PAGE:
“If you type two spaces after a period, you’re doing it wrong.”

 Words  Comments Off on “If you type two spaces after a period, you’re doing it wrong.”
Dec 032011

I’m a beginner in the work of writing for strangers.  I’ve spent years writing reports for people I knew fairly well.  I knew their strengths and weaknesses and wrote accordingly.  But writing for a wider audience is more difficult, so I am always on the look out for tips and good advice.

Recently I came across an article on Slate, a site I visit to read the Doonesbury comic strip.  It is a 1,400 word diatribe against people who put two spaces after a sentence, rather than one.  Read it here if you’re interested:


It includes this quote from a typographer: “in terms of what you can do wrong, this one deserves life imprisonment.”

Wow!  And I thought it was just a matter of personal taste.

The article isn’t just abusive, it does explain how the ‘two spaces’ custom arose, and what purpose it served.  In some places it is a reasoned article, in others simply angry.

I mention it because it struck me as an example someone lacking a sense of proportion.  Are there really people who want to see other people jailed for life, just because they have failed to keep abreast of modern typographical conventions?

I doubt it.  They are just getting angry about something which is, for them, a frequent source of irritation.  Then, being angry, they use disproportionate language to address the world about a problem very few people care about.

Aha!  That’s the real problem.  They know in their hearts that the vast majority of people don’t think they are important.

Poor things.

It’s a mistake I never make.  Honestly, I never ever do that.

But I do use ‘two spaces’, and now I have to decide whether, after forty-odd years of typing, I need to uproot an ingrained habit.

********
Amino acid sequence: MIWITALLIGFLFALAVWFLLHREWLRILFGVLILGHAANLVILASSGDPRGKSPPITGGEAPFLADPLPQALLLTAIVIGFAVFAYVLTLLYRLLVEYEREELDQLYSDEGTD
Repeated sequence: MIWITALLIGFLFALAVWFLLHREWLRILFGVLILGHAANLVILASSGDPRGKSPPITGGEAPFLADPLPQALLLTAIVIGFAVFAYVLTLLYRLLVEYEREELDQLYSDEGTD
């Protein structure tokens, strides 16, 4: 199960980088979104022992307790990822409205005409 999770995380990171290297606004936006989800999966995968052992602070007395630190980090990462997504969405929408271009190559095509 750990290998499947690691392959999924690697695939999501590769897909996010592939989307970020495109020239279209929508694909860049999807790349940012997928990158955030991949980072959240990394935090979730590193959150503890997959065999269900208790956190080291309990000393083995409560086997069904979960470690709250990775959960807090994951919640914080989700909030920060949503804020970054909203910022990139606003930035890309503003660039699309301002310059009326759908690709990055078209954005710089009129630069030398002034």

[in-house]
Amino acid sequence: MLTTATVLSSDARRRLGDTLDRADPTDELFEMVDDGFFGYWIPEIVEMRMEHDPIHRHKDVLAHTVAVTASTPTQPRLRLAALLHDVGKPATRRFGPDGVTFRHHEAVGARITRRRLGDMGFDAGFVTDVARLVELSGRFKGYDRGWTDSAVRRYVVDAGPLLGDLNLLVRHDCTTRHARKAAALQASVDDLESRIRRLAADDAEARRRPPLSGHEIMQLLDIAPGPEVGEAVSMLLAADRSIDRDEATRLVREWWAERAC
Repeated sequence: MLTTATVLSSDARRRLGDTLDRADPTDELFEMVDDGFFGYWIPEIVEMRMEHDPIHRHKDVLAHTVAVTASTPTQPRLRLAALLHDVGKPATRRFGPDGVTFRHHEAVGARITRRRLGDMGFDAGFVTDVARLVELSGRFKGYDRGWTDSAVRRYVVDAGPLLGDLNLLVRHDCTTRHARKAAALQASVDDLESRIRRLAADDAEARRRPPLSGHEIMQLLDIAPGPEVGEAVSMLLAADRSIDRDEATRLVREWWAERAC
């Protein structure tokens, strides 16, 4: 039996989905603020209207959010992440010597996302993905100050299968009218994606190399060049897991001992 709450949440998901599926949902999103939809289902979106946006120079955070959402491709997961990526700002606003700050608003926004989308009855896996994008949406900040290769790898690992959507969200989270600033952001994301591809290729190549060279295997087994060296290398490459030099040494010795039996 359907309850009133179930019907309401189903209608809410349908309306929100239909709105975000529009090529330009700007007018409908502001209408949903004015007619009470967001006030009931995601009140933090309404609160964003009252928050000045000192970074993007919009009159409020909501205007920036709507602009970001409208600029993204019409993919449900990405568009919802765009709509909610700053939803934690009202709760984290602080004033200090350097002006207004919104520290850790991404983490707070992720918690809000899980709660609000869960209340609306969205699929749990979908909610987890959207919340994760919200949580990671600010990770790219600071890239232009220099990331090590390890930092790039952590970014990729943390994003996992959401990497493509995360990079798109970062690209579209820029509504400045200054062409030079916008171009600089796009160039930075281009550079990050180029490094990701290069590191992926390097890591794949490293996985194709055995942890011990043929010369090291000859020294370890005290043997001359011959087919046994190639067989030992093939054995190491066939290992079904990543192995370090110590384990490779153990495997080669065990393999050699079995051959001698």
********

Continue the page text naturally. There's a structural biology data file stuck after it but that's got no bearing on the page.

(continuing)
Or should I just rely on software to correct my sloppiness automatically?

 Posted by at 13:27


 Chondritics, Words  Comments Off on Chondritics?
Apr 072011

“Chondritics” is a word from astrophysics.  Meteorites – rocks which fall to earth from outer space – come in several types.  One type are called “chondrites”.  The chondritic meteorites are made of grainy stone.  Other meteorites are metallic (made mostly of iron and nickel) or achondritic (stony, but with a smooth texture, not grainy).

When meteorites fall to earth most are found to be chondrites (more than 80%).  Astronomers are interested in them because they are clumps of material left over from the early history of the Sun.  The planets formed from a big cloud of gas and grains.  Some grains were icy snowflakes, some were tiny chunks of rock, others were slivers of metal.  Most of this cloud condensed, just over 4,500 million years ago, into the planets we see today.  The bits that didn’t get swept up into planets became asteroids, comets and meteorites.

So when you look at a chondritic meteorite you’re looking at something that’s not as old as the hills, it’s even older!  No wonder astronomers get excited about them.

The word has two interesting links: hypochondria and chondritis.  Chondritis is a medical condition in which some of the cartilage in your body is inflamed.  It is a painful condition.  Hypochondria is an illness in which people have great anxiety about being ill.

The connection comes from the Greek word chondros meaning a grain (as in grains of sugar).   But the Greeks also used chondros to mean gristle, or cartilage.  If your gristle is hurting you may have chondritis.

In my body, and yours, there is a lot of gristle at the lower end of your breast-bone,  It links my ribs together in a semi-rigid way, tough enough to protect my lungs, but flexible enough to let me breathe.  So the part of the body just under your ribs is called the “hypochondria”, the “bit under the gristle”.  When you feel very anxious it can sometimes feel as though there is a big, swollen space under your ribs.  Worrying too much about possible diseases can give you a pain under your gristle: you become a hypochondriac.

 Posted by at 22:39


 Words  Comments Off on Aporian?
Apr 072011

“Aporia” is the state of being blocked, of having no way through a difficulty.  It comes from a root meaning “not porous” – if a material is porous that means water can find a way through it.  “Aporian” is just the adjective meaning “having a blocked character”.

Years ago I worked as a management consultant, trading as “Aporia Consultants”.  I had a feeling that any question which left managers feeling blocked would be interesting and exploring why it made them feel blocked might help them to make progress.

Then, when I was doing work on the IT systems in a hospital, a doctor told me that “aporia” was an old-fashioned term for “constipation”.  You can see how that would work – feeling bunged up, unable to set things in motion.  I suppose it could also mean dense or thick, not the sort of image a management consultant would want.

I use it on this website because I still think that the feeling of having reached an impasse, though frustrating at the time, is often the start of an adventure.

 Posted by at 21:43